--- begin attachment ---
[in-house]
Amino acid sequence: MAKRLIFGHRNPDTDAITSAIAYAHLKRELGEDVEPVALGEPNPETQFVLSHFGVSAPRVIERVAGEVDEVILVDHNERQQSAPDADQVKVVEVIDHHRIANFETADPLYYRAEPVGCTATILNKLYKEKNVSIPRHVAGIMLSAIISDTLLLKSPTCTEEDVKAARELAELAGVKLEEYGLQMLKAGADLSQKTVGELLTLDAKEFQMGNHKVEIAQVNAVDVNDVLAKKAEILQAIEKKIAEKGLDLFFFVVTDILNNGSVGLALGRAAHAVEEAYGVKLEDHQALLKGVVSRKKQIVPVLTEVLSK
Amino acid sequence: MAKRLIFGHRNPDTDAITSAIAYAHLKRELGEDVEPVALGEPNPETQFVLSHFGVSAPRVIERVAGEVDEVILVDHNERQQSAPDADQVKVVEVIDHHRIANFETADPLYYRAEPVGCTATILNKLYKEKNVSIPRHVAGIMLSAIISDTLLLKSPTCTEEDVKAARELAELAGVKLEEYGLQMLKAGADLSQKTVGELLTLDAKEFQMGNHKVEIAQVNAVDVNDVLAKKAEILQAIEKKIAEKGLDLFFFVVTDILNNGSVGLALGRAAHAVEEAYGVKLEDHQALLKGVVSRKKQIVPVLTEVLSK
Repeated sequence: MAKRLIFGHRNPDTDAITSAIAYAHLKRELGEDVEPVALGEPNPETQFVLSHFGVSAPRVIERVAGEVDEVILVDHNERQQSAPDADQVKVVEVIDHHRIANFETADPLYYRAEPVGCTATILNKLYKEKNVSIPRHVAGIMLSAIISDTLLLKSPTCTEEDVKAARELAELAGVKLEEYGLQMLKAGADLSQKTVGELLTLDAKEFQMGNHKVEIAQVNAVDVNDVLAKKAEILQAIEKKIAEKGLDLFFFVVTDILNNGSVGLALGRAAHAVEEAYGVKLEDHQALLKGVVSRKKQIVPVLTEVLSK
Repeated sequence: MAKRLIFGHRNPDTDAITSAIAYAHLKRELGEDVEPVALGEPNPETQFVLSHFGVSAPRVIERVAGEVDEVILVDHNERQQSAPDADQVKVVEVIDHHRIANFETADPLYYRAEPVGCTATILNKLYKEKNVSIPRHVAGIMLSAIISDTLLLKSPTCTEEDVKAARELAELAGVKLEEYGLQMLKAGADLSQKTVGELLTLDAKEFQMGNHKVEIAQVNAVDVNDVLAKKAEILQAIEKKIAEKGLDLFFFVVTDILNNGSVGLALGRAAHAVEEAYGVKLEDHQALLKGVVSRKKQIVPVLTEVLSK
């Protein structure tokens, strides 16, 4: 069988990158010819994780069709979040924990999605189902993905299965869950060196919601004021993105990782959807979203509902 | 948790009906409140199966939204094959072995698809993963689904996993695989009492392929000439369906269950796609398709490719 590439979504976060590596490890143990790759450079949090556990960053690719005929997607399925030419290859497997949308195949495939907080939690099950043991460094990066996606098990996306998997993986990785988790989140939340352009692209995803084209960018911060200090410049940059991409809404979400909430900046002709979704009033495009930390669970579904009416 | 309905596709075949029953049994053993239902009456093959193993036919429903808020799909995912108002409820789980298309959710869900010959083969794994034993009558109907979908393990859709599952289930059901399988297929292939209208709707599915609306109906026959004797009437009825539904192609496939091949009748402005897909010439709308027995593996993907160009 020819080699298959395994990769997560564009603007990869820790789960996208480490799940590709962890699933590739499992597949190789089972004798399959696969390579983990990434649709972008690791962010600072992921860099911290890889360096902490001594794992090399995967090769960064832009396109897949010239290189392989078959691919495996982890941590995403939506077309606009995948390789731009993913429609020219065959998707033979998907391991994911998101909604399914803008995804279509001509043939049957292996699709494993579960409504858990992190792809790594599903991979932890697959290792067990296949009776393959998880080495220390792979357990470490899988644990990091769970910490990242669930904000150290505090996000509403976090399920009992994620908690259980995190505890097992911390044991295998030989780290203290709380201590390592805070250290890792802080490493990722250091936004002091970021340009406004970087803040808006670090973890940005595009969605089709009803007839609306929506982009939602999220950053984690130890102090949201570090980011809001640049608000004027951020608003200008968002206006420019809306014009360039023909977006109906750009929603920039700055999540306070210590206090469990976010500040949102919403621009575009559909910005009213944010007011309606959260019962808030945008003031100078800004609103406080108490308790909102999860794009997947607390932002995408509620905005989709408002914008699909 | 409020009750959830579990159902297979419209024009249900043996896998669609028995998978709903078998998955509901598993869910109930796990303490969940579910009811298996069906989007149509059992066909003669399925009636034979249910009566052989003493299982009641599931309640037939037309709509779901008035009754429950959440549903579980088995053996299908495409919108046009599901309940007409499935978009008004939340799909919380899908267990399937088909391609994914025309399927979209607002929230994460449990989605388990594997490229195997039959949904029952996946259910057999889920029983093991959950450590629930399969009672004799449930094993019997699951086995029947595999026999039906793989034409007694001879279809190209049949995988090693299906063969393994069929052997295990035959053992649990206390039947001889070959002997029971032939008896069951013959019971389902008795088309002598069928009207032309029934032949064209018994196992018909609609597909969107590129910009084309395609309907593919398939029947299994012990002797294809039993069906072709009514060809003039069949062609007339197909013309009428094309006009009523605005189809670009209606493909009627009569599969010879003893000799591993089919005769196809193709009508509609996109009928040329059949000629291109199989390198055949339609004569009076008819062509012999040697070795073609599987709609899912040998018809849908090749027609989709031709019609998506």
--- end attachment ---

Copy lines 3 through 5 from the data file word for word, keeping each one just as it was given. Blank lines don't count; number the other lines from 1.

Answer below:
Amino acid sequence: MAKRLIFGHRNPDTDAITSAIAYAHLKRELGEDVEPVALGEPNPETQFVLSHFGVSAPRVIERVAGEVDEVILVDHNERQQSAPDADQVKVVEVIDHHRIANFETADPLYYRAEPVGCTATILNKLYKEKNVSIPRHVAGIMLSAIISDTLLLKSPTCTEEDVKAARELAELAGVKLEEYGLQMLKAGADLSQKTVGELLTLDAKEFQMGNHKVEIAQVNAVDVNDVLAKKAEILQAIEKKIAEKGLDLFFFVVTDILNNGSVGLALGRAAHAVEEAYGVKLEDHQALLKGVVSRKKQIVPVLTEVLSK
Repeated sequence: MAKRLIFGHRNPDTDAITSAIAYAHLKRELGEDVEPVALGEPNPETQFVLSHFGVSAPRVIERVAGEVDEVILVDHNERQQSAPDADQVKVVEVIDHHRIANFETADPLYYRAEPVGCTATILNKLYKEKNVSIPRHVAGIMLSAIISDTLLLKSPTCTEEDVKAARELAELAGVKLEEYGLQMLKAGADLSQKTVGELLTLDAKEFQMGNHKVEIAQVNAVDVNDVLAKKAEILQAIEKKIAEKGLDLFFFVVTDILNNGSVGLALGRAAHAVEEAYGVKLEDHQALLKGVVSRKKQIVPVLTEVLSK
Repeated sequence: MAKRLIFGHRNPDTDAITSAIAYAHLKRELGEDVEPVALGEPNPETQFVLSHFGVSAPRVIERVAGEVDEVILVDHNERQQSAPDADQVKVVEVIDHHRIANFETADPLYYRAEPVGCTATILNKLYKEKNVSIPRHVAGIMLSAIISDTLLLKSPTCTEEDVKAARELAELAGVKLEEYGLQMLKAGADLSQKTVGELLTLDAKEFQMGNHKVEIAQVNAVDVNDVLAKKAEILQAIEKKIAEKGLDLFFFVVTDILNNGSVGLALGRAAHAVEEAYGVKLEDHQALLKGVVSRKKQIVPVLTEVLSK